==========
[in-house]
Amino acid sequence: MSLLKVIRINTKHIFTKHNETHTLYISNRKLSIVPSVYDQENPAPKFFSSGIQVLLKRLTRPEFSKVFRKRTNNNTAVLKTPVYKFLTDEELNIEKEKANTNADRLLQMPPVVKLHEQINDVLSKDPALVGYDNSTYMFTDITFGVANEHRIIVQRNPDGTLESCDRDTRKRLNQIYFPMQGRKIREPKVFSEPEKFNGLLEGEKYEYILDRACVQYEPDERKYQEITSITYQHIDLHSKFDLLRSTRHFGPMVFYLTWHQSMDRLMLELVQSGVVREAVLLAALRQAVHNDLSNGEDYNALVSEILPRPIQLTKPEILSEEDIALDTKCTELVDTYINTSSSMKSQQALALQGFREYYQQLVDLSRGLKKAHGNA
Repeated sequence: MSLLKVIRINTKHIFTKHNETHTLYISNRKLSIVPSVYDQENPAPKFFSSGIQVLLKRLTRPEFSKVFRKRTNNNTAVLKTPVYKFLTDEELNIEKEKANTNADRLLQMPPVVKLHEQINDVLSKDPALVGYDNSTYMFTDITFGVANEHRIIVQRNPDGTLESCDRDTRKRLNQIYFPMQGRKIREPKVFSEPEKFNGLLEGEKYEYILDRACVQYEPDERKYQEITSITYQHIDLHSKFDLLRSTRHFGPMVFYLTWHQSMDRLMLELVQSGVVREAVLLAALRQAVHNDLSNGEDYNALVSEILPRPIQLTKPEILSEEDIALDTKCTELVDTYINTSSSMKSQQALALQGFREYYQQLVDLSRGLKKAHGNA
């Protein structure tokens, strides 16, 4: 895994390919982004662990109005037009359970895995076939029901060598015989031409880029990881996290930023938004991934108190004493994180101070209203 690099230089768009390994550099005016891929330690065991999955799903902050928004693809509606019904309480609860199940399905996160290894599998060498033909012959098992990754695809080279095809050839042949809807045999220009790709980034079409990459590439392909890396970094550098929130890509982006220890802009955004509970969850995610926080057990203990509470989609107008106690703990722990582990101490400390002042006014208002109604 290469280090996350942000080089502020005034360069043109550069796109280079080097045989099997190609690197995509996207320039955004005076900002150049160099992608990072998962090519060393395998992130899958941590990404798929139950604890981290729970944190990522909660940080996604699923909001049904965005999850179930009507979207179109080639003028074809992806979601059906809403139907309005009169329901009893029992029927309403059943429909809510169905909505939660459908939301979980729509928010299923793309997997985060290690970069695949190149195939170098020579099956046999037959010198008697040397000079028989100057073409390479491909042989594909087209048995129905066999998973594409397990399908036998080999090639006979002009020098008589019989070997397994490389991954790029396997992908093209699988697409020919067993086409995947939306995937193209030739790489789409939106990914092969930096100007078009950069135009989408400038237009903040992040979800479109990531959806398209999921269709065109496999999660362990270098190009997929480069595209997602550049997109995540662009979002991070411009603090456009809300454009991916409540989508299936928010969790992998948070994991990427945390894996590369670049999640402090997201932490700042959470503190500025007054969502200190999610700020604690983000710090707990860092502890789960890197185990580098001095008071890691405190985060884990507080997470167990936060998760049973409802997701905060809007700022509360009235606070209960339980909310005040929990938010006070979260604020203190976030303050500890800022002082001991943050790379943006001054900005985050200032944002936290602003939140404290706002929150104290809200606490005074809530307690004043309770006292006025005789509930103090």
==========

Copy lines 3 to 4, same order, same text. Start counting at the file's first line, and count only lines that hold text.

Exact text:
Repeated sequence: MSLLKVIRINTKHIFTKHNETHTLYISNRKLSIVPSVYDQENPAPKFFSSGIQVLLKRLTRPEFSKVFRKRTNNNTAVLKTPVYKFLTDEELNIEKEKANTNADRLLQMPPVVKLHEQINDVLSKDPALVGYDNSTYMFTDITFGVANEHRIIVQRNPDGTLESCDRDTRKRLNQIYFPMQGRKIREPKVFSEPEKFNGLLEGEKYEYILDRACVQYEPDERKYQEITSITYQHIDLHSKFDLLRSTRHFGPMVFYLTWHQSMDRLMLELVQSGVVREAVLLAALRQAVHNDLSNGEDYNALVSEILPRPIQLTKPEILSEEDIALDTKCTELVDTYINTSSSMKSQQALALQGFREYYQQLVDLSRGLKKAHGNA
């Protein structure tokens, strides 16, 4: 895994390919982004662990109005037009359970895995076939029901060598015989031409880029990881996290930023938004991934108190004493994180101070209203 690099230089768009390994550099005016891929330690065991999955799903902050928004693809509606019904309480609860199940399905996160290894599998060498033909012959098992990754695809080279095809050839042949809807045999220009790709980034079409990459590439392909890396970094550098929130890509982006220890802009955004509970969850995610926080057990203990509470989609107008106690703990722990582990101490400390002042006014208002109604 290469280090996350942000080089502020005034360069043109550069796109280079080097045989099997190609690197995509996207320039955004005076900002150049160099992608990072998962090519060393395998992130899958941590990404798929139950604890981290729970944190990522909660940080996604699923909001049904965005999850179930009507979207179109080639003028074809992806979601059906809403139907309005009169329901009893029992029927309403059943429909809510169905909505939660459908939301979980729509928010299923793309997997985060290690970069695949190149195939170098020579099956046999037959010198008697040397000079028989100057073409390479491909042989594909087209048995129905066999998973594409397990399908036998080999090639006979002009020098008589019989070997397994490389991954790029396997992908093209699988697409020919067993086409995947939306995937193209030739790489789409939106990914092969930096100007078009950069135009989408400038237009903040992040979800479109990531959806398209999921269709065109496999999660362990270098190009997929480069595209997602550049997109995540662009979002991070411009603090456009809300454009991916409540989508299936928010969790992998948070994991990427945390894996590369670049999640402090997201932490700042959470503190500025007054969502200190999610700020604690983000710090707990860092502890789960890197185990580098001095008071890691405190985060884990507080997470167990936060998760049973409802997701905060809007700022509360009235606070209960339980909310005040929990938010006070979260604020203190976030303050500890800022002082001991943050790379943006001054900005985050200032944002936290602003939140404290706002929150104290809200606490005074809530307690004043309770006292006025005789509930103090």